SPSS T-test 1. One-Sample T Test The objective of the test is to test the difference between a sample mean and a known or hypothesized value. To demonstrate the one-sample t-test, we will use the test to determine whether or not the mean probability of buying the Woolworth dog biscuit in each of the male and female sample significantly differs from 5. You will recall that purchase intention was measured by a scale from 0 to 10, ‘0’ being certainly no; and ‘10’ being certainly yes. Hence, a probability of 5 means a state of complete undecidedness or indeterminacy on the part of the respondent. If our t-test shows that the mean buying probability is significantly greater than 5, we have more confidence that a market for Woolworth dog biscuit might exist. Because we want to look at each gender separately, the file must first be split into groups by Gender. To split the file, from the Data Editor menus choose: Data Split File... Select Compare groups, then select Gender, and click OK as shown in the diagram below:To begin the one-sample t test, from the menus choose:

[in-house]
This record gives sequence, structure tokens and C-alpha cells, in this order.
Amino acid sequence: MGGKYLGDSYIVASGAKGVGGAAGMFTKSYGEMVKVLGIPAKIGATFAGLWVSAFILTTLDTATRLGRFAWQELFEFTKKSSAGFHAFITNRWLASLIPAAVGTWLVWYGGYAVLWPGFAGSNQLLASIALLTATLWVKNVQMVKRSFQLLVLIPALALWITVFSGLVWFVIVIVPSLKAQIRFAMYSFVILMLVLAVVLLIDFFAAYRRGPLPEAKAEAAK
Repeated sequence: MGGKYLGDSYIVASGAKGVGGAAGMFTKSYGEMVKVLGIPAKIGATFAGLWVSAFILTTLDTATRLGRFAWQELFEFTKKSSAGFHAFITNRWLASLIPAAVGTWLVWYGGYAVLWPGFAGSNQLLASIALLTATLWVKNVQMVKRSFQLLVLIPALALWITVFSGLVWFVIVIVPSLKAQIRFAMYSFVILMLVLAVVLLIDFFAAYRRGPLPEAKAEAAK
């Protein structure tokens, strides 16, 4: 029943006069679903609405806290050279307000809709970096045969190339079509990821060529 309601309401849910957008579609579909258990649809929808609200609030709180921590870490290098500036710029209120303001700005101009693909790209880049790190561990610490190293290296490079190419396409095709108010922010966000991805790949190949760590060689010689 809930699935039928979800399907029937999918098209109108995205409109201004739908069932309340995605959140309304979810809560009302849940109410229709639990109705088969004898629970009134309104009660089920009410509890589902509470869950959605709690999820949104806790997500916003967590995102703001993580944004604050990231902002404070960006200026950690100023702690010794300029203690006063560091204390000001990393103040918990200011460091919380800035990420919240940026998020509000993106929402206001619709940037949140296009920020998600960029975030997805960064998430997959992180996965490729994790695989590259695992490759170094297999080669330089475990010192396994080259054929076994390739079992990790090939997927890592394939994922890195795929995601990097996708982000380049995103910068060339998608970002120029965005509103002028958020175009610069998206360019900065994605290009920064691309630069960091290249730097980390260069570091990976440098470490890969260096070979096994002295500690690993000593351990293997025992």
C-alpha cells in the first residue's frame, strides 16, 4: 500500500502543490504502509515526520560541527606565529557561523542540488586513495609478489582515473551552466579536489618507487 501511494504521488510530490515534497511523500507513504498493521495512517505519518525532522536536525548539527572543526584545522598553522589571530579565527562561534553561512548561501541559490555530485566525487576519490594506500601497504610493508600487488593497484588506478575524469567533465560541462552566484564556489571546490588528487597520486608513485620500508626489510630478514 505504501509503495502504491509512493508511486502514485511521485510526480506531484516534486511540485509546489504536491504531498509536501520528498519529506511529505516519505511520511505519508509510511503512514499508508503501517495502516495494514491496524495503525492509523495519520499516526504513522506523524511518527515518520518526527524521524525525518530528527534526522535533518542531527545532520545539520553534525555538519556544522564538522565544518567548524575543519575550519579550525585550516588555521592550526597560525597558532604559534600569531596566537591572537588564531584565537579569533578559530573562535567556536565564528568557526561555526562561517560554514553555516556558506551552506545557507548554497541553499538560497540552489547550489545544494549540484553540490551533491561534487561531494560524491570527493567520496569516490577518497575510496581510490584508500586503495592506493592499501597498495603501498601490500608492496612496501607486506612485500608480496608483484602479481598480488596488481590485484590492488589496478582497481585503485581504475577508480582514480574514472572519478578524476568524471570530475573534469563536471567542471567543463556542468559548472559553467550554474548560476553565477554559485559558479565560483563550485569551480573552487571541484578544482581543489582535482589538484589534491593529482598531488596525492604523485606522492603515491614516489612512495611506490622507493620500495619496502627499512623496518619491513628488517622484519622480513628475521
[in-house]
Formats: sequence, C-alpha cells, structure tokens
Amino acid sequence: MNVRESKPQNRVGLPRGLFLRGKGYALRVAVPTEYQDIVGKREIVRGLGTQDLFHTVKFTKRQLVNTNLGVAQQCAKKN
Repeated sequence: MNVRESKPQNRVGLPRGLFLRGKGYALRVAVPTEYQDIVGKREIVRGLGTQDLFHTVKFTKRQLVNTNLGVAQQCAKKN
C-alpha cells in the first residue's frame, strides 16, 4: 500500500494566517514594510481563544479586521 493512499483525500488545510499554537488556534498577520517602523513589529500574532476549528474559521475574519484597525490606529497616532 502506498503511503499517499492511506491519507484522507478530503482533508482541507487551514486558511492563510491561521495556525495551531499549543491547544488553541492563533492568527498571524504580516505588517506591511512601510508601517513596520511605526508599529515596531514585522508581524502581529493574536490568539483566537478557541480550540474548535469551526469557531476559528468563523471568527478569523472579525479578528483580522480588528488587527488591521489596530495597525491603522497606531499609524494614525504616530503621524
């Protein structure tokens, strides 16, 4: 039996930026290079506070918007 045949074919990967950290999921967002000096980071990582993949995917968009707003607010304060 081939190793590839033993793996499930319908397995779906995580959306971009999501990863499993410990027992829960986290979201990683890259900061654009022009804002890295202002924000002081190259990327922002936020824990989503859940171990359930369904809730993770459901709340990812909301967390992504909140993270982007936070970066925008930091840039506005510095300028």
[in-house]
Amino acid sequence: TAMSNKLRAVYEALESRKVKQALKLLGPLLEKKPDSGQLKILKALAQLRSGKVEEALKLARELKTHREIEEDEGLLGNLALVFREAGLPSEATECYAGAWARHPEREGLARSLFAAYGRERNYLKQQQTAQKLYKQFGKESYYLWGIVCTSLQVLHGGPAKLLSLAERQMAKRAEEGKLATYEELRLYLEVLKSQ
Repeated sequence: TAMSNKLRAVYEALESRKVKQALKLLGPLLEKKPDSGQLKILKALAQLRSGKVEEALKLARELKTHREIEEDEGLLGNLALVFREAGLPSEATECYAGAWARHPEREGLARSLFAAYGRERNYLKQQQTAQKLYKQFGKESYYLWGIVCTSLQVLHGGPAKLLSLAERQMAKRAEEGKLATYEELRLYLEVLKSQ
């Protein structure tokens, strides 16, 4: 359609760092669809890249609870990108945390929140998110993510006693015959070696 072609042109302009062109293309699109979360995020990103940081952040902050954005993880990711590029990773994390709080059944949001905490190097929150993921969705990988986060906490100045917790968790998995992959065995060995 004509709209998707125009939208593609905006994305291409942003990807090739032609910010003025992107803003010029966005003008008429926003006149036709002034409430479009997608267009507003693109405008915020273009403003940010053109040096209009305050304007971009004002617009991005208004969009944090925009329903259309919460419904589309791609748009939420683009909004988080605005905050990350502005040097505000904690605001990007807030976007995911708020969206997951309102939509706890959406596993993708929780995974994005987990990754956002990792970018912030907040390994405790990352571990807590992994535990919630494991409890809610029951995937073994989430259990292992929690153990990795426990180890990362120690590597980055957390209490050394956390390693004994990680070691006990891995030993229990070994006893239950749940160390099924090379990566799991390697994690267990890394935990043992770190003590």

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Analyze Compare Means One-Sample T Test... Select likelihood of buying as the test variable. Type 5 as the test value. Click OK to get the results: T-Test The one-sample T-test tests if the population mean of a group is significantly different from a specific value. In the One-Sample Test table above, the Test Value is 5, and two groups were tested: female and male. The hypotheses are as follows: H1: μfemale= 5 (μfemalestands for the unknown mean buying probability of the population of female consumers)